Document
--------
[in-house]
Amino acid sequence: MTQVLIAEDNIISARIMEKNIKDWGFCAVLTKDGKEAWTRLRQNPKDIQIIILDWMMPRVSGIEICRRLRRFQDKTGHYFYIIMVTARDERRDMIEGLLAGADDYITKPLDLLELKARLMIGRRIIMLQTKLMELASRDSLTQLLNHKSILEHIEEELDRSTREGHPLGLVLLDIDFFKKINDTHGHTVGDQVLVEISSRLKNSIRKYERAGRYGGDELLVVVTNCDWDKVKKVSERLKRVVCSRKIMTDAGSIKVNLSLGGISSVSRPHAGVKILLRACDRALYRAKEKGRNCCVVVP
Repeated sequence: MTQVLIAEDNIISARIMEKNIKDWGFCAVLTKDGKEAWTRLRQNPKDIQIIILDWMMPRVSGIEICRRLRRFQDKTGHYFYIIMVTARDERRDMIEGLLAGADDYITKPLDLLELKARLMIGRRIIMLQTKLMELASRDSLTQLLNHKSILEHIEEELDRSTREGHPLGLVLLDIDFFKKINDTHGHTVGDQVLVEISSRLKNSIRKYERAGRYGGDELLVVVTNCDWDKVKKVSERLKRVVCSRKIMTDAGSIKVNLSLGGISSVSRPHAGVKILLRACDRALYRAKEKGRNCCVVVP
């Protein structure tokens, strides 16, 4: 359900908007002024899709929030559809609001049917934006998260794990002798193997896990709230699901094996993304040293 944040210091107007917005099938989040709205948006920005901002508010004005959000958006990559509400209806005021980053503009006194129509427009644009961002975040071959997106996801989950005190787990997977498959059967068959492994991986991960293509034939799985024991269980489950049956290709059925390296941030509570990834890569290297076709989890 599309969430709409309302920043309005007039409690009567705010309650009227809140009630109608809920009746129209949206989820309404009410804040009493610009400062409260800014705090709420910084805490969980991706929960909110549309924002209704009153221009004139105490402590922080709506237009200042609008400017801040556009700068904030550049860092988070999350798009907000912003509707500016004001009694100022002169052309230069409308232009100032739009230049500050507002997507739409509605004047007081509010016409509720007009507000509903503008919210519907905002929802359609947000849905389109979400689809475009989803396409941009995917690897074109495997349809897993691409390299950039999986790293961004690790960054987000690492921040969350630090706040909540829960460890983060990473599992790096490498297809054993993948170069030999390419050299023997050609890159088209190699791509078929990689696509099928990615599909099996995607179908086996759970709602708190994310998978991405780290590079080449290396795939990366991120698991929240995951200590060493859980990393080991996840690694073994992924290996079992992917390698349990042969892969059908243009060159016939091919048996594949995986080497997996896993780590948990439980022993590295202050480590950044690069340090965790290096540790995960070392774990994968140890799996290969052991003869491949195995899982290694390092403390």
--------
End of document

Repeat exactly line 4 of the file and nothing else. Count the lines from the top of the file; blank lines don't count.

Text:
């Protein structure tokens, strides 16, 4: 359900908007002024899709929030559809609001049917934006998260794990002798193997896990709230699901094996993304040293 944040210091107007917005099938989040709205948006920005901002508010004005959000958006990559509400209806005021980053503009006194129509427009644009961002975040071959997106996801989950005190787990997977498959059967068959492994991986991960293509034939799985024991269980489950049956290709059925390296941030509570990834890569290297076709989890 599309969430709409309302920043309005007039409690009567705010309650009227809140009630109608809920009746129209949206989820309404009410804040009493610009400062409260800014705090709420910084805490969980991706929960909110549309924002209704009153221009004139105490402590922080709506237009200042609008400017801040556009700068904030550049860092988070999350798009907000912003509707500016004001009694100022002169052309230069409308232009100032739009230049500050507002997507739409509605004047007081509010016409509720007009507000509903503008919210519907905002929802359609947000849905389109979400689809475009989803396409941009995917690897074109495997349809897993691409390299950039999986790293961004690790960054987000690492921040969350630090706040909540829960460890983060990473599992790096490498297809054993993948170069030999390419050299023997050609890159088209190699791509078929990689696509099928990615599909099996995607179908086996759970709602708190994310998978991405780290590079080449290396795939990366991120698991929240995951200590060493859980990393080991996840690694073994992924290996079992992917390698349990042969892969059908243009060159016939091919048996594949995986080497997996896993780590948990439980022993590295202050480590950044690069340090965790290096540790995960070392774990994968140890799996290969052991003869491949195995899982290694390092403390």